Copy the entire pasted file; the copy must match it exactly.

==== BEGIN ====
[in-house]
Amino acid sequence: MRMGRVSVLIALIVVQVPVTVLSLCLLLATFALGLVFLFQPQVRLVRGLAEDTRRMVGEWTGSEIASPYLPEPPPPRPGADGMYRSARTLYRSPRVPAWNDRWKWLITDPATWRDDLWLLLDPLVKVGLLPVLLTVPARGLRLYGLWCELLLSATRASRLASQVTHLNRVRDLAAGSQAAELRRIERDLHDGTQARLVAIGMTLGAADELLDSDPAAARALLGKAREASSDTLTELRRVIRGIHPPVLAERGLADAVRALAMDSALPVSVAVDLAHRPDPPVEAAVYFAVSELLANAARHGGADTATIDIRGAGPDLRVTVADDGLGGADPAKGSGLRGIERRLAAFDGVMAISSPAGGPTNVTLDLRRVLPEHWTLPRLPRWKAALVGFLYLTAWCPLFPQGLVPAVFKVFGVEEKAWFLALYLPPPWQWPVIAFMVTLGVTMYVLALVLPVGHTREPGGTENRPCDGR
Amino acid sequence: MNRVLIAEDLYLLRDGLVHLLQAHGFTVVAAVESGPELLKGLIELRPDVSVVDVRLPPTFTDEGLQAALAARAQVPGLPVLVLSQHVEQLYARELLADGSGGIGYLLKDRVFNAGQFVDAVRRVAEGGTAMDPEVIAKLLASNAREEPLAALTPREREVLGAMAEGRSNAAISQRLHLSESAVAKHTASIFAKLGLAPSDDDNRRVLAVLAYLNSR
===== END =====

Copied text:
[in-house]
Amino acid sequence: MRMGRVSVLIALIVVQVPVTVLSLCLLLATFALGLVFLFQPQVRLVRGLAEDTRRMVGEWTGSEIASPYLPEPPPPRPGADGMYRSARTLYRSPRVPAWNDRWKWLITDPATWRDDLWLLLDPLVKVGLLPVLLTVPARGLRLYGLWCELLLSATRASRLASQVTHLNRVRDLAAGSQAAELRRIERDLHDGTQARLVAIGMTLGAADELLDSDPAAARALLGKAREASSDTLTELRRVIRGIHPPVLAERGLADAVRALAMDSALPVSVAVDLAHRPDPPVEAAVYFAVSELLANAARHGGADTATIDIRGAGPDLRVTVADDGLGGADPAKGSGLRGIERRLAAFDGVMAISSPAGGPTNVTLDLRRVLPEHWTLPRLPRWKAALVGFLYLTAWCPLFPQGLVPAVFKVFGVEEKAWFLALYLPPPWQWPVIAFMVTLGVTMYVLALVLPVGHTREPGGTENRPCDGR
Amino acid sequence: MNRVLIAEDLYLLRDGLVHLLQAHGFTVVAAVESGPELLKGLIELRPDVSVVDVRLPPTFTDEGLQAALAARAQVPGLPVLVLSQHVEQLYARELLADGSGGIGYLLKDRVFNAGQFVDAVRRVAEGGTAMDPEVIAKLLASNAREEPLAALTPREREVLGAMAEGRSNAAISQRLHLSESAVAKHTASIFAKLGLAPSDDDNRRVLAVLAYLNSR